From an early age he expressed a comfortable self-sufficiency, without judging others, and his unwavering diligence in meeting his responsibilities was expressed poignantly in the reams of correspondence received throughout his life, which he unfailingly undertook to personally reply, regardless of origin.

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Image of Bradman leaving the field of play after scoring 309 runs in a single day's play. Headingley, Leeds, July 11, 1930.

Image missing

His successes, particularly against England, then known as the ‘mother country’, empowered Australians with a strong sense of their own worth, and freed them from the mindset that they were somehow a poor colonial outpost.

In short Bradman made people feel good about themselves and their country and they loved him for it!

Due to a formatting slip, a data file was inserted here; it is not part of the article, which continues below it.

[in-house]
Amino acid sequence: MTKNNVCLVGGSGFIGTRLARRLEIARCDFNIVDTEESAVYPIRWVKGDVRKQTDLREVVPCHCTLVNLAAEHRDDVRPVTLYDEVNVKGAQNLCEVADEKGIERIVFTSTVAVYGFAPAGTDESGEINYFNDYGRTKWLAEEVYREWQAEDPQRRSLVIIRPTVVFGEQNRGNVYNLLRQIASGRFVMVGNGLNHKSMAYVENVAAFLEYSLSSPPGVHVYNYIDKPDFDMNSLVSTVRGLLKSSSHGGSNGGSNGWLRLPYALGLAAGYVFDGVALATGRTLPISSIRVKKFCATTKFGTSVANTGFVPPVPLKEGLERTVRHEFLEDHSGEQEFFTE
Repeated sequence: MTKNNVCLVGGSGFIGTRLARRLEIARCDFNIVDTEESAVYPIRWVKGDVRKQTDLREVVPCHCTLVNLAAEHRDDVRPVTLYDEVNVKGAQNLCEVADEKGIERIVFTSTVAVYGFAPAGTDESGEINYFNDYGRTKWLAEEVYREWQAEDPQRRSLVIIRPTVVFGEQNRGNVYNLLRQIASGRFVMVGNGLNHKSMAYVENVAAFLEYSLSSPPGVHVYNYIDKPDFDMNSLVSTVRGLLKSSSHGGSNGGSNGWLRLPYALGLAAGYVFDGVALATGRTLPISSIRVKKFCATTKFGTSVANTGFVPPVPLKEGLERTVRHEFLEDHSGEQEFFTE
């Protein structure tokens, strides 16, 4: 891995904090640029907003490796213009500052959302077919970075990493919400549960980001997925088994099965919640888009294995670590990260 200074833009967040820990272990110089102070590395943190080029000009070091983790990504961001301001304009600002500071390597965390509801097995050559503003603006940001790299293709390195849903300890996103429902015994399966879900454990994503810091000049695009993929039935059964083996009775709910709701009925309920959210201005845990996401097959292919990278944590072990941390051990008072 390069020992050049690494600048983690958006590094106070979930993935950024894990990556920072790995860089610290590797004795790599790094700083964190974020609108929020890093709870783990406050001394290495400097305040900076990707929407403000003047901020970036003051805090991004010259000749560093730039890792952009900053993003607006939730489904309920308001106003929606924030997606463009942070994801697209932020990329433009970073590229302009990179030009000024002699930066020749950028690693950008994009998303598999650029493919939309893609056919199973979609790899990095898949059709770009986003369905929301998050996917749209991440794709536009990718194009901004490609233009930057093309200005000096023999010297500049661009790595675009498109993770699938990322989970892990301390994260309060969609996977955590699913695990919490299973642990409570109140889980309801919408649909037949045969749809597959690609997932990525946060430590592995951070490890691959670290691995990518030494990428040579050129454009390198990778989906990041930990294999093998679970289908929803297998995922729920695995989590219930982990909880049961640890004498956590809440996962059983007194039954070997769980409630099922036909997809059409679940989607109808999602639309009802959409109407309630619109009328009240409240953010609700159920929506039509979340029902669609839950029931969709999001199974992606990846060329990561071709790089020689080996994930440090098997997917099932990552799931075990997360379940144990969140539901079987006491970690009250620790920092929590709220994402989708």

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In the 1930's Bradman's success on the cricket field spawned mass production of memorabilia in celebration of him. Cigarette cards, flicker books, banners, portraits, booklets, brooches and even cuff links were produced in a frenzy of 'Bradmania'. The affection with which the Australian public held for Bradman endured throughout his playing career, as evident in this cricket record book, produced in 1948.

Sydney Mail, Don Bradman 452 Celebration (1930-01-15) by John Fairfax & Sons, Ltd.Bradman Museum & International Cricket Hall of Fame

Bradman was young, good-looking, respectful, eager and modest. With most adult males out of work or on reduced (pay due to the economic Depression), children commonly shoeless and the cost of meat prohibitive, Bradman’s positive, flowing and rapid batting were a joy to behold. His cricketing achievements lifted national pride and Australians spirits at a time of fear and anxiety.